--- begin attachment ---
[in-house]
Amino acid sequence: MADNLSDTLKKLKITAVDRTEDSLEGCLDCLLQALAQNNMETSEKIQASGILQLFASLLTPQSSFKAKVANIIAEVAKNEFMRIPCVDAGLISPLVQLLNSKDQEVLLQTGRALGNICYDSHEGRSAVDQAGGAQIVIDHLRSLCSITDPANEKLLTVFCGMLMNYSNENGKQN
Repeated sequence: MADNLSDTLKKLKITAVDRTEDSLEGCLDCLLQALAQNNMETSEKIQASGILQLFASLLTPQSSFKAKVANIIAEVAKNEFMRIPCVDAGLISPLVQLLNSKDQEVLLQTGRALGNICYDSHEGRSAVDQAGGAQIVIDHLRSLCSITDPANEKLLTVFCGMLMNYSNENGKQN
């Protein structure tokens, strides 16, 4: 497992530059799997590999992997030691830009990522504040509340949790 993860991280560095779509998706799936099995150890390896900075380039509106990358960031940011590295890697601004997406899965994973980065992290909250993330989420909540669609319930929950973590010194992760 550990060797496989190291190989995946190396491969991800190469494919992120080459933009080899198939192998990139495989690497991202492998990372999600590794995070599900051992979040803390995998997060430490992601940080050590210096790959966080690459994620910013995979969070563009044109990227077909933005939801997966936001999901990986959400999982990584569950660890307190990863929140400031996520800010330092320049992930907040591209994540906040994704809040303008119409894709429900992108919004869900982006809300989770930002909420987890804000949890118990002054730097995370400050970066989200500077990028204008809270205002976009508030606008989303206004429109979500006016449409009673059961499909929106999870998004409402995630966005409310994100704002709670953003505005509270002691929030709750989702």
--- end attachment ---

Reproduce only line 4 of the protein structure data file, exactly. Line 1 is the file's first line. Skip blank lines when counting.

């Protein structure tokens, strides 16, 4: 497992530059799997590999992997030691830009990522504040509340949790 993860991280560095779509998706799936099995150890390896900075380039509106990358960031940011590295890697601004997406899965994973980065992290909250993330989420909540669609319930929950973590010194992760 550990060797496989190291190989995946190396491969991800190469494919992120080459933009080899198939192998990139495989690497991202492998990372999600590794995070599900051992979040803390995998997060430490992601940080050590210096790959966080690459994620910013995979969070563009044109990227077909933005939801997966936001999901990986959400999982990584569950660890307190990863929140400031996520800010330092320049992930907040591209994540906040994704809040303008119409894709429900992108919004869900982006809300989770930002909420987890804000949890118990002054730097995370400050970066989200500077990028204008809270205002976009508030606008989303206004429109979500006016449409009673059961499909929106999870998004409402995630966005409310994100704002709670953003505005509270002691929030709750989702």